As incredibly barbaric as it seems in the West, the genocide of the legislators in Lebanon at the hands of the Syrian regime and its allies is very “normal” by Baathist (and certainly by Jihadist) political culture. During the 1980s, Saddam Hussein executed a large segment of his own Party’s national assembly to maintain his regime intact. In the same decade, Hafez Assad eliminated systematically his political adversaries both inside Syria and across Syrian occupied Lebanon to secure his control over the two “sister” countries. So for Bashar to order the assassination of his opponents in Lebanon as of the fall of 2004 to perpetuate his domination of the little Baathist “empire” is not a stunning development: it is the standing procedure in Damascus since 1970.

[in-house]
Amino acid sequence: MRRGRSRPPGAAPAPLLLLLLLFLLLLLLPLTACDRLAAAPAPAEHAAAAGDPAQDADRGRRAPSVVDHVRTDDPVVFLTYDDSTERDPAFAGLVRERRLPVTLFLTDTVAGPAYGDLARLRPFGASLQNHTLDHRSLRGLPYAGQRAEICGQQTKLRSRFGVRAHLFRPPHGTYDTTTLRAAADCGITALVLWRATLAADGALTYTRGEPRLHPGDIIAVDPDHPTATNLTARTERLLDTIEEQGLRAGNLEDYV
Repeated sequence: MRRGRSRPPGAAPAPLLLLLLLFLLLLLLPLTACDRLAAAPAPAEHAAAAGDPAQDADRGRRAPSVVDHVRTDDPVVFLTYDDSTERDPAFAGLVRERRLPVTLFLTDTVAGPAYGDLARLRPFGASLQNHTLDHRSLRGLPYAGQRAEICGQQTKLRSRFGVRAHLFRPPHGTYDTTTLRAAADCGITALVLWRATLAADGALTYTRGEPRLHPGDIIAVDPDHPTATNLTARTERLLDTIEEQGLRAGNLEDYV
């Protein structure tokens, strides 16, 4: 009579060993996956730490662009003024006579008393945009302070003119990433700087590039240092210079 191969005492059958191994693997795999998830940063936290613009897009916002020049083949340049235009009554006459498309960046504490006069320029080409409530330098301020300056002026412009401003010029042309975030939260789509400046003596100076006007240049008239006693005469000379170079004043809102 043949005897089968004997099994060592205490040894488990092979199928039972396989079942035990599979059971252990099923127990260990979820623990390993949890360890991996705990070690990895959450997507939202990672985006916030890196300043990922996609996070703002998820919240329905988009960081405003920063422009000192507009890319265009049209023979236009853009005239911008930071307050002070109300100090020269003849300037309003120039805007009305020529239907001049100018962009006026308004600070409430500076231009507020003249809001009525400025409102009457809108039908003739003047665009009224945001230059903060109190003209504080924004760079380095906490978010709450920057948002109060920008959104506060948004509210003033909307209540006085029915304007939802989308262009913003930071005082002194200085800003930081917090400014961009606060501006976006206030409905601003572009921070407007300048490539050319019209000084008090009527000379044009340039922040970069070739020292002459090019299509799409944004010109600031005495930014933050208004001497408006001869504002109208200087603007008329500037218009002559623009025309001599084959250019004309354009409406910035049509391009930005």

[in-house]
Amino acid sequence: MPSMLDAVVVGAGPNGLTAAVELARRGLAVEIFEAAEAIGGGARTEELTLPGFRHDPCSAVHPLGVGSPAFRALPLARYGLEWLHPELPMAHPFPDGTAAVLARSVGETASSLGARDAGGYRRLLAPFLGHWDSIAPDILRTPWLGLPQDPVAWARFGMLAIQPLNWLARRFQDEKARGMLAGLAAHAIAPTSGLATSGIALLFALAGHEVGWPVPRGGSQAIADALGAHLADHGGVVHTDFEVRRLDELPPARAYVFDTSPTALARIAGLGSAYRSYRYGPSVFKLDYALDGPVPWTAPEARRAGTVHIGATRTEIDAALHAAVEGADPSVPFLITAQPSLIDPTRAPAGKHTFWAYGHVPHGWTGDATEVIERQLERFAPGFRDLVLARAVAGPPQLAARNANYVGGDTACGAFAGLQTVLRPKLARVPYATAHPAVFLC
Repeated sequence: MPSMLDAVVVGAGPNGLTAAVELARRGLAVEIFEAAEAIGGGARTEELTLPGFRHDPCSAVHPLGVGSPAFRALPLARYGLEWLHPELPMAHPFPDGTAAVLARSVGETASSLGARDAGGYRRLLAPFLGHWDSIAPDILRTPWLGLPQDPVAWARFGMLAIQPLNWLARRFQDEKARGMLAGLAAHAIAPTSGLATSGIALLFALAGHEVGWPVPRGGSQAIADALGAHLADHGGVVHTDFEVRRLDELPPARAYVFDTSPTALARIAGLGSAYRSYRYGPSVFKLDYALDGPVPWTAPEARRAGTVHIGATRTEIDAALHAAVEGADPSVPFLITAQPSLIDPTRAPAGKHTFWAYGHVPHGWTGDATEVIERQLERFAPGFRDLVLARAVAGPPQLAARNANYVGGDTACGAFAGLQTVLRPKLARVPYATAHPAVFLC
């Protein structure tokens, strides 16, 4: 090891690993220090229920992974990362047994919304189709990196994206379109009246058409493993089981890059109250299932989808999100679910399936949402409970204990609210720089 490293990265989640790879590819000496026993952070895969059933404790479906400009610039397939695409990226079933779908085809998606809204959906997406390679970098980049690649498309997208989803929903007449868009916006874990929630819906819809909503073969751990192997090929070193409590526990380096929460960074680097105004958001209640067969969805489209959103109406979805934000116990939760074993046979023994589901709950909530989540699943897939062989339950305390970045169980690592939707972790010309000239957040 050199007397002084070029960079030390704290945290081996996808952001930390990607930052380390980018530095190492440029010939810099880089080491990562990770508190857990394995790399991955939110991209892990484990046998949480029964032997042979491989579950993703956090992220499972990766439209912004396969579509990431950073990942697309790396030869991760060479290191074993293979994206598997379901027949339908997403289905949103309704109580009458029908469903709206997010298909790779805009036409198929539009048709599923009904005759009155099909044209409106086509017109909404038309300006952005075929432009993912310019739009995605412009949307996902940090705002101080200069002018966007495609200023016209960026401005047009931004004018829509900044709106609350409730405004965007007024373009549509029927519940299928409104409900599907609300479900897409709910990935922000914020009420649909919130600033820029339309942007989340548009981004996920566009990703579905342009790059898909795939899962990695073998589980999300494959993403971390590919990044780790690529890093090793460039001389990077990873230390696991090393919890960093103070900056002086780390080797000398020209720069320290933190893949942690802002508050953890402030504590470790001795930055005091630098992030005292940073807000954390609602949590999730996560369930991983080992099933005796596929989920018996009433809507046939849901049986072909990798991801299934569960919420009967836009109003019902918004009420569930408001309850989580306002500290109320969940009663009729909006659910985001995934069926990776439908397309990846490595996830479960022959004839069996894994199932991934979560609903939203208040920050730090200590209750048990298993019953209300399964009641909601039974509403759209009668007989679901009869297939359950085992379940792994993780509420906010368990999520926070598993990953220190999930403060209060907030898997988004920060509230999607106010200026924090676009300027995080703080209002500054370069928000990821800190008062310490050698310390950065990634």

And to “achieve” these goals, the junta in Syria has a plethora of tools and assets left in Lebanon. First, the vast Syrian intelligence networks still deeply rooted in the small country; second, the powerful Iranian-financed Hezbollah with its lethal security apparatus; third, the Syrian-controlled groups within the Palestinian camps from various ideological backgrounds including Baathists, Marxists, or even Islamist such as Fatah al Islam; fourth the pro-Syrian and Hezbollah sympathizers “inside” the Lebanese Army as well as the units and security services still under the control of General Emile Lahoud; fifth, the client militias and organizations remote-controlled by Syrian intelligence such as the Syrian National-Social Party; and sixth, operatives inserted within political groups gravitating around Damascus such as those of Sleiman Frangieh, Michel Aoun and Talal Arslan. In short, the Syro-Iranian axis has a wide array of security and intelligence assets from which it can select the most appropriate perpetrators for each “take down.” The Assad regime has its “own” Sunni operatives to kill Sunnis, Christians to murder Christians and Druze to eliminate Druze and has the full resources of Hezbollah terror to obstruct the Government of Lebanon and ultimately crumble it.